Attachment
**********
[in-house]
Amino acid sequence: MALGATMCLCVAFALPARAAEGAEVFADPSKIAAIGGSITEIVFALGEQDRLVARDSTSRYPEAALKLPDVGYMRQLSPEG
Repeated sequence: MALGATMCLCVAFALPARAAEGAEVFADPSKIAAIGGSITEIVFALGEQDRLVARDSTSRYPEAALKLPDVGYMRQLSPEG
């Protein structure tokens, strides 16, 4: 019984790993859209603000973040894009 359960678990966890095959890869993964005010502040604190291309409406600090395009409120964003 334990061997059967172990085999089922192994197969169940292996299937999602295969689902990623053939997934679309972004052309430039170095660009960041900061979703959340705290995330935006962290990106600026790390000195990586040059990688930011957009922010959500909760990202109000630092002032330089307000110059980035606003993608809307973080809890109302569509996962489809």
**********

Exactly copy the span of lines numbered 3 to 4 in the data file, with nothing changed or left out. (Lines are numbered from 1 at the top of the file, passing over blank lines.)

Repeated sequence: MALGATMCLCVAFALPARAAEGAEVFADPSKIAAIGGSITEIVFALGEQDRLVARDSTSRYPEAALKLPDVGYMRQLSPEG
């Protein structure tokens, strides 16, 4: 019984790993859209603000973040894009 359960678990966890095959890869993964005010502040604190291309409406600090395009409120964003 334990061997059967172990085999089922192994197969169940292996299937999602295969689902990623053939997934679309972004052309430039170095660009960041900061979703959340705290995330935006962290990106600026790390000195990586040059990688930011957009922010959500909760990202109000630092002032330089307000110059980035606003993608809307973080809890109302569509996962489809």